Hand gesture recognition system targets medical applications

Researchers at Ben Gurion University have developed a hand-gesture recognition system that enables doctors to manipulate digital images during medical procedures using hand gestures instead of touch screens or computer keyboards.

Sep 1st, 2008
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Researchers at Ben Gurion University (BGU; Beer-Sheva, Israel; www.bgu.ac.il) have developed a hand-gesture recognition system that enables doctors to manipulate digital images during medical procedures using hand gestures instead of touch screens or computer keyboards. The system has recently been tested during a neurosurgical brain biopsy at Washington Hospital Center (WHC; Washington, DC, USA; www.whcenter.org).

“Sterile human-machine interfaces are important, as they allow the surgeon to control information without the contamination associated with sealed touch screens that must be cleaned after each surgical procedure,” says Juan Wachs, a recent Ph.D. recipient from the Intelligent System Program in the Department of Industrial Engineering and Management at BGU. The hand-gesture control system, Gestix, allows doctors to remain in place during an operation, without the need to operate traditional computer-based interfaces.

Helman Stern, a principal investigator on the project and a professor in the department of industrial engineering and management, explains how Gestix functions in two stages: “There is an initial calibration stage where the machine recognizes the surgeons’ hand gestures, and a second stage where surgeons must learn and implement eight navigation gestures, rapidly moving the hand away from a “neutral area” and back again. Gestix users even have the option of zooming in and out by moving the hand clockwise or counterclockwise.”

To digitize images of the surgeon’s hand, the system employs a VC-C4 camera from Canon (Lake Success, NY, USA; www.usa.canon.com), whose pan/tilt/zoom mode is set using an infrared (IR) remote. This camera is placed over a flat-screen monitor and interfaced to an Intel Pentium 4-based PC using a frame grabber from Matrox Imaging (Dorval, QC, Canada; www.matrox.com/imaging).

Before the surgeon can use the system, a calibration process is required. This involves building a probability color model of the hand or glove by capturing images of the surgeon’s hand gesture. Each image is then tracked with an algorithm that segments the hand from the background using the color model and motion cues. After the images are thresholded, a sequence of morphological operations reduces the image to a set of blobs. The location of the hand is then represented by the 2-D coordinates of the centroid of the biggest blob.

On the flat-panel monitor, MRI, CT, and X-ray images are arranged over a 3-D cylinder. To display images of interest, this 3-D cylinder can be rotated in four directions. Information such as the centroid of the hand and orientation are interpreted by the PCs software and used to rotate these images on the graphical user interface of the flat-panel (see figure).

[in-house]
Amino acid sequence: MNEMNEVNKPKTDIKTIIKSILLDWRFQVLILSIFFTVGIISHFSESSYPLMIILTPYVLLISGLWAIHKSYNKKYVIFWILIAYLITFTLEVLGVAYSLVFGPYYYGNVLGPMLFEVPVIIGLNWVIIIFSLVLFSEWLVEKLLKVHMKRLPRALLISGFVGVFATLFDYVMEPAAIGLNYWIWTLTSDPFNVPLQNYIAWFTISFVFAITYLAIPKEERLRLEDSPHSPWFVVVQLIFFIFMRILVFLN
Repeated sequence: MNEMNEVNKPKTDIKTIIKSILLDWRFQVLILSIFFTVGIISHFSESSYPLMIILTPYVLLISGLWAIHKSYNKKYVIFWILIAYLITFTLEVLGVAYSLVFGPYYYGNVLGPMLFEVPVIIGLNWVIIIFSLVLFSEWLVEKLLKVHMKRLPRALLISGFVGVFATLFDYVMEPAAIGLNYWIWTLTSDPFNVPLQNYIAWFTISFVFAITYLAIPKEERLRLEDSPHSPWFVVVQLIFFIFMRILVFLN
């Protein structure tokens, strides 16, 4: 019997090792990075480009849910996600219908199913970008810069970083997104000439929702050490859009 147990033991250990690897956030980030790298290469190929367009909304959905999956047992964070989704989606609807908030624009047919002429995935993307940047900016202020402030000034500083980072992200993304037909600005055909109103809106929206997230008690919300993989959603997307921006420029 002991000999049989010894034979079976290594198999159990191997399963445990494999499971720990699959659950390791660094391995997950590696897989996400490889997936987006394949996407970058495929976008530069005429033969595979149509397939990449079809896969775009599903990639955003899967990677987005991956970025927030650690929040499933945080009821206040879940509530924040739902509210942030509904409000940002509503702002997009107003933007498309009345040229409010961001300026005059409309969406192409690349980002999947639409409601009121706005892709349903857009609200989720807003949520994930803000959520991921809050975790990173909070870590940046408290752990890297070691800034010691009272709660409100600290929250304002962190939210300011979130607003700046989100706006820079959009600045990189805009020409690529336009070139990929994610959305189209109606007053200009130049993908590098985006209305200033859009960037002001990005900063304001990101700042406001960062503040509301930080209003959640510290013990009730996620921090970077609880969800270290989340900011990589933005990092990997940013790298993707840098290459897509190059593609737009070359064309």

Two surgeons manipulate brain images using a hand-gesture recognition system developed by researchers at BGU. This is the first time, the developers believe, that such a system was successfully implemented in an actual in vivo neurosurgical brain biopsy. The system is trained to read specific movements so a sterile environment can be maintained without touching a screen, keyboard, or mouse while reading digital images during a medical procedure.
Click here to enlarge image

To browse the image database, the hand is moved rapidly out of a neutral screen area in any of four directions, and then back again. When this movement is detected, the displayed image is moved from the screen and replaced by a neighbor image. To zoom the image, the open palm of the hand is rotated within the neutral area. To avoid tracking of unintentional gestures, the surgeon drops his/her hand and the system enters a sleep mode. To reinitiate the system, the doctor waves the hand in front of the camera. While left/right/up/down gestures turn images pages left/right or up/down, a rotation gesture allows images to be zoomed in or out.

In addition to allowing sterile interaction with image data, the Gestix hand-gesture interface responds to the surgeon’s gesture commands in real time without requiring the surgeon to attach a microphone, use head-mounted (body-contact) sensing devices, or to use foot pedals to control the operation of the display system.

At BGU, several master’s theses, supervised by Helman Stern and Yael Edan, have used hand-gesture recognition as part of an interface to evaluate different aspects of interface design on performance in a variety of telerobotic and teleoperated systems. Ongoing research is aimed at expanding this work to include additional control modes (for example, voice) to create a multimodal telerobotic control system. Further research, based on video motion capture, is being conducted by Stern and Tal Oren of the department of industrial engineering and management and Amir Shapiro of the department of mechanical engineering. This system, combined with a tactile body display, is intended to help the vision impaired sense their surroundings.

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